Mafia clans jailed in landmark maxi-trial after pocketing millions in EU farm funds – POLITICO
ROME — Dozens of Sicilian mafiosi and their white-collar accomplices have been jailed in a historic trial that showed how the mob defrauded the EU of millions of euros.
The year-and-a-half maxi-trial of 101 defendants in a bunker-style courthouse in Messina, Sicily, ended early Tuesday, with 91 of the defendants sentenced to 660 years in prison for crimes including fraud, misrepresentation, extortion, establishment of false businesses for illegal purposes and drug trafficking. Two of the gang leaders will go to prison for 30 years and 23 years. The verdicts and sentences took over an hour to read.
The lawsuit revealed for the first time a scheme of scams that drained at least €5 million of EU agricultural funds into the coffers of two Mafia clans based in the Nebrodi Mountains and their associates, including accountants, politicians and government employees.
“The trial showed that there is a modern mafia that has moved from extortion and drugs to more sophisticated forms of income, using fraud to obtain public funds for the development of Sicily,” said the prosecutor Maurizio De Lucia to POLITICO.
Italy has a long history of fighting corruption and the lawsuit could raise concerns over the 191.5 billion euros Italy is set to receive as part of the EU’s post-pandemic economic recovery fund. But successful prosecutions could also highlight the country’s ability to crack down on crime.
In 2020, after a four-year investigation, around 1,000 police raided the homes of dozens of suspected mob members – with nicknames like Blondie, Banger and Vito Corleone (after Marlon Brando’s character in “The Godfather “).
The two clans fought a turf war in the 1980s and 1990s, which left over 40 people dead. But then they put their differences aside in their joint effort to defraud the EU.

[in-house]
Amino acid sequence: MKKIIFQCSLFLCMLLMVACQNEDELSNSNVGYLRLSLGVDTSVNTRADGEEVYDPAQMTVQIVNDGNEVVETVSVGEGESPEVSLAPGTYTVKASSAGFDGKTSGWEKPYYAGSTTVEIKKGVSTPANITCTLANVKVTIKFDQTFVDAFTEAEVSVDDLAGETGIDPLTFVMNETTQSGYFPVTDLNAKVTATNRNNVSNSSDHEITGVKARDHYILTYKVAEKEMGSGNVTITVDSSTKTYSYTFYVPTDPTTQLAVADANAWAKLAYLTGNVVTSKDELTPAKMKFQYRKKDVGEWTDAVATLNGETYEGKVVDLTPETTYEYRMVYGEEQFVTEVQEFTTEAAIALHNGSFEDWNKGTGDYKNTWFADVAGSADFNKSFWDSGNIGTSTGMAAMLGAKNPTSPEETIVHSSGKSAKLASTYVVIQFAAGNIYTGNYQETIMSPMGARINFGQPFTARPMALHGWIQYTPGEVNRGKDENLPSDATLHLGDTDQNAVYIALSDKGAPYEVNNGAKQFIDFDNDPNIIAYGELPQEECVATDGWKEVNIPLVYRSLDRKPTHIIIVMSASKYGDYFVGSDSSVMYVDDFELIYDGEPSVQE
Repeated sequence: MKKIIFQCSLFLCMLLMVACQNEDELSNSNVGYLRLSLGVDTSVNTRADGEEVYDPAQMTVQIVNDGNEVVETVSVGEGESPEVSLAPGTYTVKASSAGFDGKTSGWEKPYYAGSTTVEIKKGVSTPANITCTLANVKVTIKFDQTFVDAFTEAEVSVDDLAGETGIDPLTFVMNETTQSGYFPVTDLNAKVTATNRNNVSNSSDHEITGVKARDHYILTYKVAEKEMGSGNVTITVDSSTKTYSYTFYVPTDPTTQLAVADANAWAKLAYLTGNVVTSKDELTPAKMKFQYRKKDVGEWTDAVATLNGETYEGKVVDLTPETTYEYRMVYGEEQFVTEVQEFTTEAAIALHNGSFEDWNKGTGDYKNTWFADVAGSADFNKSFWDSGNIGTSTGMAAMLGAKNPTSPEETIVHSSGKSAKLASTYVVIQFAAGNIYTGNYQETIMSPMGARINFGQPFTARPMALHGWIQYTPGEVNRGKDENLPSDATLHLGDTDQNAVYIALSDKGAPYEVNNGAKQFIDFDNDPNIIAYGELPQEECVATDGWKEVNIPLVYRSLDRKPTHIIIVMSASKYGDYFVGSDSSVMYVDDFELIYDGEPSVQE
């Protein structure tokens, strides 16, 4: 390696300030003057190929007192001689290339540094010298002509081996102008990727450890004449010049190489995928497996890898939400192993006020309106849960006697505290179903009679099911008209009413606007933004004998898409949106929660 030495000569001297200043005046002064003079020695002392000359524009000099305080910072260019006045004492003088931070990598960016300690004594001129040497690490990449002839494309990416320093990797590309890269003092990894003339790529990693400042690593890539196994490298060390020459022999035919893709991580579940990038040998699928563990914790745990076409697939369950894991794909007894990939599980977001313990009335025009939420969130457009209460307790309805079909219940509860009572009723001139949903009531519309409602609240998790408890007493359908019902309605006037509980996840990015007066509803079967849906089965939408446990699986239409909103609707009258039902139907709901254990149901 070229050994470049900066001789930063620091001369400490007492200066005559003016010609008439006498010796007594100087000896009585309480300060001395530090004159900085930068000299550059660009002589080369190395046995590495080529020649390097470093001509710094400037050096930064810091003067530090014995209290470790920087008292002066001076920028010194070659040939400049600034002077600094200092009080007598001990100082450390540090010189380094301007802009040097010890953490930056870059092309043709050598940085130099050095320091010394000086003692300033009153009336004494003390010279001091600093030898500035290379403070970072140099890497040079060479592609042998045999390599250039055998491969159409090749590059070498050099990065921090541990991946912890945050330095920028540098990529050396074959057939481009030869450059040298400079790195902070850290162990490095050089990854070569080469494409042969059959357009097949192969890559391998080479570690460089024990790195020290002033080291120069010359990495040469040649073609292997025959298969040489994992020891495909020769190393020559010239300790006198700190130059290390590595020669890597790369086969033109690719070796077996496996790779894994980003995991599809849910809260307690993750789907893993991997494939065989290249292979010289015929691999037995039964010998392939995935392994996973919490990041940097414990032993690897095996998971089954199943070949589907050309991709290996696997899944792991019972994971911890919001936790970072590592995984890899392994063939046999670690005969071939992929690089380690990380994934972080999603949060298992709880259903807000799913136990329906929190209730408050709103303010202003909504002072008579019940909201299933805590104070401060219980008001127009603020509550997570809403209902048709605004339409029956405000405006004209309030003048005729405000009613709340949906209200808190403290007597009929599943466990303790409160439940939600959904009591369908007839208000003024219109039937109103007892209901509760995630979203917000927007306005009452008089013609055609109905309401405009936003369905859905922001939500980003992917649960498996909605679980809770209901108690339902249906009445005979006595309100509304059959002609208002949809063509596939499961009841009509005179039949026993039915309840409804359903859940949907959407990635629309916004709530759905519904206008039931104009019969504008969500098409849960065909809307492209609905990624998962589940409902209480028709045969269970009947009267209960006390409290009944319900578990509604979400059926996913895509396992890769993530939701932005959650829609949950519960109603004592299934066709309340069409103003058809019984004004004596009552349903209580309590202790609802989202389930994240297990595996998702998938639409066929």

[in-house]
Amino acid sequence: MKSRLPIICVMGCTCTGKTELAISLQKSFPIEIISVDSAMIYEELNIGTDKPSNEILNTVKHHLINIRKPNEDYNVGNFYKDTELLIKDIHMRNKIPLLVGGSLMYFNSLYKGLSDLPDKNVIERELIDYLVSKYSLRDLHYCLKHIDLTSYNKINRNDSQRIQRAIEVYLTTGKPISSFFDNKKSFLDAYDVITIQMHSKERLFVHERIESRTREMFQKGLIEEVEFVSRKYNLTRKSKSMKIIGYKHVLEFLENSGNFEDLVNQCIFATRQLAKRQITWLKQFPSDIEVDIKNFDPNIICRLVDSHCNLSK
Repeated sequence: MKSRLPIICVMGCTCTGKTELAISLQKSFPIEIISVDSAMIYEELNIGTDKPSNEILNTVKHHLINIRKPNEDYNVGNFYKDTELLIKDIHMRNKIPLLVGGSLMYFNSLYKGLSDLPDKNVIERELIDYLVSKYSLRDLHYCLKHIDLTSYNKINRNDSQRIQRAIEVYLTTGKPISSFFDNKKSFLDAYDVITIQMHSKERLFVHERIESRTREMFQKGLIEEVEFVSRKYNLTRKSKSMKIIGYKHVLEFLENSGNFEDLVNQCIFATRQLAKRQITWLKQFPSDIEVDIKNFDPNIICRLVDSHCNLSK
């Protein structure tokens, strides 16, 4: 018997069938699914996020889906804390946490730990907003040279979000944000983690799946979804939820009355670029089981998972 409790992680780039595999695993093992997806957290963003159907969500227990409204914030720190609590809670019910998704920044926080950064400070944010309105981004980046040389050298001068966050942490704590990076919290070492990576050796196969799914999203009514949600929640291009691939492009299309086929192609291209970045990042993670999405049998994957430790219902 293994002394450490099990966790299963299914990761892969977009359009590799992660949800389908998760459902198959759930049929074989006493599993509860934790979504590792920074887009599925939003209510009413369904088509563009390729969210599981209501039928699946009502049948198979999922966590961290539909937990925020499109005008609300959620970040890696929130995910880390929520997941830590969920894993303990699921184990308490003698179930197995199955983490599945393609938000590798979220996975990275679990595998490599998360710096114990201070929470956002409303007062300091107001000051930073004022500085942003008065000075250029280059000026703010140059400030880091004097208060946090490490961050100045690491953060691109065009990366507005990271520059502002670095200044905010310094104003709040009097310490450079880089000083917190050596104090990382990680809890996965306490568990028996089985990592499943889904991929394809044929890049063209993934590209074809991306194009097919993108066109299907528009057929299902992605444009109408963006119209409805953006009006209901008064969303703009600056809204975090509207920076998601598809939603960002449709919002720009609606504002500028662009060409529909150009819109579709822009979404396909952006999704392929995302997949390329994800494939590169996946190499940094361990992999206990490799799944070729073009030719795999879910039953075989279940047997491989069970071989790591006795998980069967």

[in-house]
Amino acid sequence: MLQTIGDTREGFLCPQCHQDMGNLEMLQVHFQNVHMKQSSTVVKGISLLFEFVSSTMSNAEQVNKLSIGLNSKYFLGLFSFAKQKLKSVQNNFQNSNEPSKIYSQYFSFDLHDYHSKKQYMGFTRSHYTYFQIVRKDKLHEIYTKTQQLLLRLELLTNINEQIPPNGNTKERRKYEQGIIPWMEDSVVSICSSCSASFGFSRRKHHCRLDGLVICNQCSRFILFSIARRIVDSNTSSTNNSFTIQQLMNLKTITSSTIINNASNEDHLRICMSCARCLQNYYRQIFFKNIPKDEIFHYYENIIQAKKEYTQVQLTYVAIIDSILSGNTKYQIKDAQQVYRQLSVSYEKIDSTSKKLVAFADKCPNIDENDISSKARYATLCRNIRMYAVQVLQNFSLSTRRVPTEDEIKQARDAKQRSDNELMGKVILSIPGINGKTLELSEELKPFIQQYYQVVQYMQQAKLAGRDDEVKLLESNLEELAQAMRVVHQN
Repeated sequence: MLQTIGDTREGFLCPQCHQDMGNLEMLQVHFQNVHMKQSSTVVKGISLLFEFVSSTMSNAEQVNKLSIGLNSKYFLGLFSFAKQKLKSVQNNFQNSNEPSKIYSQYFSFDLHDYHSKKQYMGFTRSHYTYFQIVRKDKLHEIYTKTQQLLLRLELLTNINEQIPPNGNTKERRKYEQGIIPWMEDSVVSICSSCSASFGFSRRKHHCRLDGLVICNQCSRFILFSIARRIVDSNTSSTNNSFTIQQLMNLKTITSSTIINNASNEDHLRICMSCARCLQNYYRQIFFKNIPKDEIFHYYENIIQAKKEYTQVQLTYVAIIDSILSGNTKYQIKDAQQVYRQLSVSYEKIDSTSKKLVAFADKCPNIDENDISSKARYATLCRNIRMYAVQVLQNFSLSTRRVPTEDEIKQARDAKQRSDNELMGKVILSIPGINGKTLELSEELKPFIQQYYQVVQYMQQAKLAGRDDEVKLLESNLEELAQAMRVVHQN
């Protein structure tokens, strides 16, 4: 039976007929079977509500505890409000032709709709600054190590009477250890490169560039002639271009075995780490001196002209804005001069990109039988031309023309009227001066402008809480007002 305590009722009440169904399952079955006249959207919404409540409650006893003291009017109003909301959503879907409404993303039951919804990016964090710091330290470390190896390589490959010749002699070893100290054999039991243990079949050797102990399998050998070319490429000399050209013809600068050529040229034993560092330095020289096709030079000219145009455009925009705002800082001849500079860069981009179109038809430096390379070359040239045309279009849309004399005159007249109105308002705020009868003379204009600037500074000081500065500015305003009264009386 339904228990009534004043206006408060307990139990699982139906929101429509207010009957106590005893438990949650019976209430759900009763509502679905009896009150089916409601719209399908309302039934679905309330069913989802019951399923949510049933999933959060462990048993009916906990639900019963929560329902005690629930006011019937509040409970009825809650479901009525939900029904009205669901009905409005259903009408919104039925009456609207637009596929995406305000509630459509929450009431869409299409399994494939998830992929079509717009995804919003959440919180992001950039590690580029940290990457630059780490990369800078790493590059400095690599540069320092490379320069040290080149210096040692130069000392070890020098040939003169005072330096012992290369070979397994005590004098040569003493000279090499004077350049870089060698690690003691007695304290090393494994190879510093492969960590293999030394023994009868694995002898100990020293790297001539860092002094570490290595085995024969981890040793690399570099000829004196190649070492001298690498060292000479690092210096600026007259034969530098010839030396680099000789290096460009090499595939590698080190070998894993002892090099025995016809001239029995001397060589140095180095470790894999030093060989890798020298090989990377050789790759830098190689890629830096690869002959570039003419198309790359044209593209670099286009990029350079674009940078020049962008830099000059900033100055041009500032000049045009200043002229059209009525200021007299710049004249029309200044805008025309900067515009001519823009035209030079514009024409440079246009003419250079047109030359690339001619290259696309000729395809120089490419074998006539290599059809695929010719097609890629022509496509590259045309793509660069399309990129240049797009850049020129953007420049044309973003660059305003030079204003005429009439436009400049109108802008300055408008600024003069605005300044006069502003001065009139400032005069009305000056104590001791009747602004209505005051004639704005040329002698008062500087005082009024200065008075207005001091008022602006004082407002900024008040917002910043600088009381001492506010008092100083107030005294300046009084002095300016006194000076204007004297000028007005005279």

Bribing local officials, they identified land where EU funds had not yet been claimed and appropriated it by threatening landowners or creating fake rental contracts in the name of straw men, DeLucia said.
Often they did not bother to cultivate the land and even asked for funding on land not used for farms or land they did not control, including a plot belonging to the Catholic Church and a another used by the US Navy to host satellite communications.
Authorities became aware that mafia clans were siphoning off EU grants around 2012, when Giuseppe Antoci, former president of the Nebrodi region, tightened background checks on applicants for the funds. These controls are now part of national law.
This repression put Antoci in danger; he was the target of an assassination attempt in 2016, the most publicized attack on an institutional figure since the 1990s. He now lives in armed guard 24 hours a day, but he was at the courthouse to see reading the verdicts.
“This territory was called ‘the land of dead souls’ because it was so overpowered by the crowds,” he told POLITICO. “The clans used to be at war in the past, but lately they didn’t need to kill each other anymore. because the money came from the EU. They divided the land, humiliated the people. These are the small farmers who paid the price No one could stand up to them or they would be corrected, as they say, using the traditional mafia methods of extortion and intimidation.
“More than 600 years in prison is a very strong signal. This territory is now liberated and can teach the country something,” he said.
The investigation and trial have encouraged prosecutors in other regions and countries to conduct their own investigations, according to De Lucia.
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